They do what they do.
Thinking about schools and peers and parent-child attachments....I came across one of my favorite posts .
Your description of the young man with serious spelling/writing problems could have been a description of me at that age.My problem with spelling and my inability to get what I could easily say onto the page was largely resolved when I took my then 10 year old son to a tutor to remediate my son's spelling difficutlties.The tutor took my son back to the absolute beginning and taught him phonics (26 letters, 44 phonemes & 75 common spelling rules). I sat at the back of the room listening. After a while, I realised my spelling was improving when Spell Check actually helped me for the first time.It doesn't matter whether this young man is dyslexic or if he is an instrucitonal casualty - the solution is the same - explicit, intensive instruction in sound/letter correspondences/phonics. It also doesn't matter is the programme chosen is one that is aimed at young children. The content is the same.Start teaching this young man to decode and, if as he is bright, he will quickly realise that this stuff works.My son learnt the basic code in 12 hours of 1:1 instruction when he was 10 years old. It took me longer ebcause I didn't realise I had the same problem and needed to same solution. I'm not sure if you already have some expertise in teaching phonics but if not, and you want to start helping this young man without doing any pre-training, get "Teach Your Child To Read in 100 Easy Lessons" by Zig Englemann.
I agree with Yvonne. Additionally, I would like to recommend A Workbook for Dyslexics:http://www.amazon.com/A-Workbook-Dyslexics-Cheryl-Orlassino/dp/1430328037/ref=sr_1_1?ie=UTF8&qid=1331660053&sr=8-1My dd is dyslexic and we used this book with her. You read pieces of phonics practice writing and writing pieces of words that will help you decode. We were very successful with this book. Before she started, she had a hard time remembering the sound of vowels (and actually most of her writing just left them out completely). We had previously tried different phonics programs, but this one was the one that did the trick for us.
I would definitely NOT recommend using a resource like “100 Easy Lessons” – excellent though it is --- with a young adult. “100 Easy Lessons,” Reading Reflex and some other commonly cited programs are aimed at children from 3-6 years old – not adults! Yikes.There was a time when we had no resources for the older non-reader, or poor reader, but that is no longer the case. A student such as the one Catherine observed might benefit from DI Corrective Reading – the appropriate level to be determined by the placement test. The Corrective Reading Decoding Placement Test can be downloaded from the link,and a video of administering thes test is here: Administering placement testAnd here's a blurb from the Florida Center for Reading Research: FCRR ReportThese work quite well for the more difficult cases, but for a bright student I would choose REWARDS first in the interest of speedy improvement.Used older editions of Corrective Reading are generally available on Ebay for a reasonable price.A computer-based intervention mught be the way to go. Someone I respect recommended this resource for secondary and college students:Reading Success Lab but I have no personal experience or knowledge of how effective it is. It is available for both school and home use.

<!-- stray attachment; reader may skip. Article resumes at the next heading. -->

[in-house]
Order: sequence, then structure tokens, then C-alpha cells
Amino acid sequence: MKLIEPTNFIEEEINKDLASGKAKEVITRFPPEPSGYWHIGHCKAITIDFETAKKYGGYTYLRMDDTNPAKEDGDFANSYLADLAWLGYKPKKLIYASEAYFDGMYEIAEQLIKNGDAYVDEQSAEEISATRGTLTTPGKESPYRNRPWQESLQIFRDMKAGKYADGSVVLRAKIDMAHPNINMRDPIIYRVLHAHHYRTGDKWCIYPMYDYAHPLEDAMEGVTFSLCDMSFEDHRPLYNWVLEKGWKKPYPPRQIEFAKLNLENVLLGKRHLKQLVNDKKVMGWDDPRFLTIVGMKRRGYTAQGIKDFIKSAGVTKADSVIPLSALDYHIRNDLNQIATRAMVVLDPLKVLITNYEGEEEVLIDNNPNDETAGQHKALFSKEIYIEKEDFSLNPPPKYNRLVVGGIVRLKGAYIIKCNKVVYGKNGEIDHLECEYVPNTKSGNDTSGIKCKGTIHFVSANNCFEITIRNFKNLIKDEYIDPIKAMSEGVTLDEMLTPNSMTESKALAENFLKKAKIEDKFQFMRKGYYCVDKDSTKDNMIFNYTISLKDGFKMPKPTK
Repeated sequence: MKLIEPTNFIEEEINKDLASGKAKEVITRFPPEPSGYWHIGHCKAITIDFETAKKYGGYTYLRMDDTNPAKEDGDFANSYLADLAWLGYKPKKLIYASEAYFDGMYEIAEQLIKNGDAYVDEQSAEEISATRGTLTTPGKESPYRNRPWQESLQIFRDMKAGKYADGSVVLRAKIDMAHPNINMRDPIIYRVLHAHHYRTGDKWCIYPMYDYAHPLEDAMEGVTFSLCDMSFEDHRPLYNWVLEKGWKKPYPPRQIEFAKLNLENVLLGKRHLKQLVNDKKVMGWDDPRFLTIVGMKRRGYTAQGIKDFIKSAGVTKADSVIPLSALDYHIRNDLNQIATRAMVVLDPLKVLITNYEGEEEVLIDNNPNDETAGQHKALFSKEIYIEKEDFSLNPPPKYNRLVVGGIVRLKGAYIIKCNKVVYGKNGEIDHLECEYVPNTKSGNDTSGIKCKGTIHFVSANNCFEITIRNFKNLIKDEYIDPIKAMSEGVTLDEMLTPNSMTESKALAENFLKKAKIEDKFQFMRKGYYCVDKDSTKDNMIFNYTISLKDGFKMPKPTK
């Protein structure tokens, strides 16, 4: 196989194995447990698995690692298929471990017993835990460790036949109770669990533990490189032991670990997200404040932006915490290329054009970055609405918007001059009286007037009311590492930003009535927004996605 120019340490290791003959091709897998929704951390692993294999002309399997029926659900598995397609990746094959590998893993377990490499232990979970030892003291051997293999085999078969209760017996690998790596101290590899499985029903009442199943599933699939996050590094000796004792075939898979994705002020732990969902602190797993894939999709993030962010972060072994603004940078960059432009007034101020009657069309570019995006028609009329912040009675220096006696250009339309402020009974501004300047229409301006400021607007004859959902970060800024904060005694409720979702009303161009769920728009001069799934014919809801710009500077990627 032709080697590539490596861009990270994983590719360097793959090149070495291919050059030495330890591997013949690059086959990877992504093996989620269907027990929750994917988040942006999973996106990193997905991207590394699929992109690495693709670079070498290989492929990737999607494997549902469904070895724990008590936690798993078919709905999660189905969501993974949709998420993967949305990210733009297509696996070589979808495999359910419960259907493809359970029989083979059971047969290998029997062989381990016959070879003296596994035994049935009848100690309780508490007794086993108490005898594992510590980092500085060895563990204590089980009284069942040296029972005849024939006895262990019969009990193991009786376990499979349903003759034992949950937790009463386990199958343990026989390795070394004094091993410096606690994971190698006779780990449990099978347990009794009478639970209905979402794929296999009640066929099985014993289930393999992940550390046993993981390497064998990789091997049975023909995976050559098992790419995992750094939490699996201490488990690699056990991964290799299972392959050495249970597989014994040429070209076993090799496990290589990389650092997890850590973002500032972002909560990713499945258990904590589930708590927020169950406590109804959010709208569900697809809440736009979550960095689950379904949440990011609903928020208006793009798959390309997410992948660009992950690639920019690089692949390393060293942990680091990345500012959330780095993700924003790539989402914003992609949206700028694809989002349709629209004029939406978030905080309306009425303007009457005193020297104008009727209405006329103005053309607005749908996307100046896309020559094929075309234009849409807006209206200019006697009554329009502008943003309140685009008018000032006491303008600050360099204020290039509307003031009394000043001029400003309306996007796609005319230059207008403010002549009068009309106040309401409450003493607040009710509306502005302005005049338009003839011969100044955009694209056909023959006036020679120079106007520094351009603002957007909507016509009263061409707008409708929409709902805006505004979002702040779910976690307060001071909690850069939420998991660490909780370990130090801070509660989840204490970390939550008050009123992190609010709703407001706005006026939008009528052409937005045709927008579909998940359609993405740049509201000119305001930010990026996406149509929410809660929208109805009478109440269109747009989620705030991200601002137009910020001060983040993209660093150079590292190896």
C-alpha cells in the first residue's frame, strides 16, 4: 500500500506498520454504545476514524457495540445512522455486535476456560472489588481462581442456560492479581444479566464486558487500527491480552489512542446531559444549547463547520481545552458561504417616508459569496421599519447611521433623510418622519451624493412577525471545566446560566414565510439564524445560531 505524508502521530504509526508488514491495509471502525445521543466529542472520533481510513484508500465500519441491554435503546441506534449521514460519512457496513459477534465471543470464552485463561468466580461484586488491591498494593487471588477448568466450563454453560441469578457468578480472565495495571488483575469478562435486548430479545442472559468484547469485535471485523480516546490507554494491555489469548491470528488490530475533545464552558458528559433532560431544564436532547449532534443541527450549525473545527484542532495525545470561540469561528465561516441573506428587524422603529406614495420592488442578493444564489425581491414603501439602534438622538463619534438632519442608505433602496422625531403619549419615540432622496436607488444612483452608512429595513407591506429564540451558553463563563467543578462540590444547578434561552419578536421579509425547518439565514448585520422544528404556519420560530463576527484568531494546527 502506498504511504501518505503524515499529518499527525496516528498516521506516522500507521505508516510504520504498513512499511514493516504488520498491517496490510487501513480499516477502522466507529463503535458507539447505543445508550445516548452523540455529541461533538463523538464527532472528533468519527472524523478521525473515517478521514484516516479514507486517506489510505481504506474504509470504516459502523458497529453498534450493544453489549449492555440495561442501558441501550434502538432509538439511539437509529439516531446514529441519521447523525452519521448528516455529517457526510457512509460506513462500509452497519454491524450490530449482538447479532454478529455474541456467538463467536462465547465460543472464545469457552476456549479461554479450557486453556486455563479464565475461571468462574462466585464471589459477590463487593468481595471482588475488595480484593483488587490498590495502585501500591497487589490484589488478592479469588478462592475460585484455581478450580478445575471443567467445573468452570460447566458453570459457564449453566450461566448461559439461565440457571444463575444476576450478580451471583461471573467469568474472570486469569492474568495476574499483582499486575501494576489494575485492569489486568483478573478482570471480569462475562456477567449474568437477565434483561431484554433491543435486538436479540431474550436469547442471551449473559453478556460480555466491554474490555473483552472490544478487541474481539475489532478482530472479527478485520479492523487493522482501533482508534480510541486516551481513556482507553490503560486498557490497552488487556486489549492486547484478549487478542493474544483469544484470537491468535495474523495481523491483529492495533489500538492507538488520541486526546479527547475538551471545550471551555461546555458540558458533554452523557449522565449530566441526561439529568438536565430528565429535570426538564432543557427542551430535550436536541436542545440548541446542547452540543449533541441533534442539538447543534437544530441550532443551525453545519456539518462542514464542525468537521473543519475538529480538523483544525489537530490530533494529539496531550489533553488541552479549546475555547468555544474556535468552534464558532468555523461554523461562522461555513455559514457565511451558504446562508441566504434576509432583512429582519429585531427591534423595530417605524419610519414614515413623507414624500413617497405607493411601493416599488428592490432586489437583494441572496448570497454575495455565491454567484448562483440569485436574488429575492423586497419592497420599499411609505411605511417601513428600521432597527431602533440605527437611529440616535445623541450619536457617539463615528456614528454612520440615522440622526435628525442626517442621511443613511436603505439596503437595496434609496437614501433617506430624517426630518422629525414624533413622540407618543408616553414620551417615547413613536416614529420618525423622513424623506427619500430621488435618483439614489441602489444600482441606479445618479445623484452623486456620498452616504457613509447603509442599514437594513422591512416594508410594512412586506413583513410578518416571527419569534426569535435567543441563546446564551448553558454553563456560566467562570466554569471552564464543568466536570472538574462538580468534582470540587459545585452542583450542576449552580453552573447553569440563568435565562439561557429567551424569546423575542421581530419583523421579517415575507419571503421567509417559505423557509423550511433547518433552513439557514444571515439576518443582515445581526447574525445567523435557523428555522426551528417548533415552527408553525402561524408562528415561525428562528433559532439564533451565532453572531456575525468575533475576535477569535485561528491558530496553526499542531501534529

I took a quick peek at Reading Success Lab and discovered it's purely a sight word program. They proudly boast that they don't use phonics.
Hmmm, that can't be the program my colleague recommended then -- I know her to be a strong proponent of systematic phonics instruction. I must have misremembered the program name. There *are* phonics-oriented computer-based programs for teens and adults, but I haven't had occasion to use or evaluate them. At conferences, I have picked up demo disks for "Lexia," a program with variants for beginners, adolescents (and perhaps adults) but because it is Orton-Gillingham based I haven't checked it out. O-G does not work for most students I've worked with over the years for multiple reasons; it requires, among other things, a great deal of instructional time -- far more than we have in school -- besides home support and a fairly high degree of verbal ability and ability to learn, remember and apply the many "rules" involved. O-G seems to work best in private clinics, tutoring or private school settings, where the instructional day can be organized around the student's learning needs and much individual support provided.I found the DI/REWARDS approach, which minimizes "rules," much more effective for most challenged readers, especially when time is of the essence and help from parents, tutors or family members is not realistic.I hope any KTM'ers with knowledge of computer-based (and code-based) programs for the older student will share their experiences; this is a real area of need.
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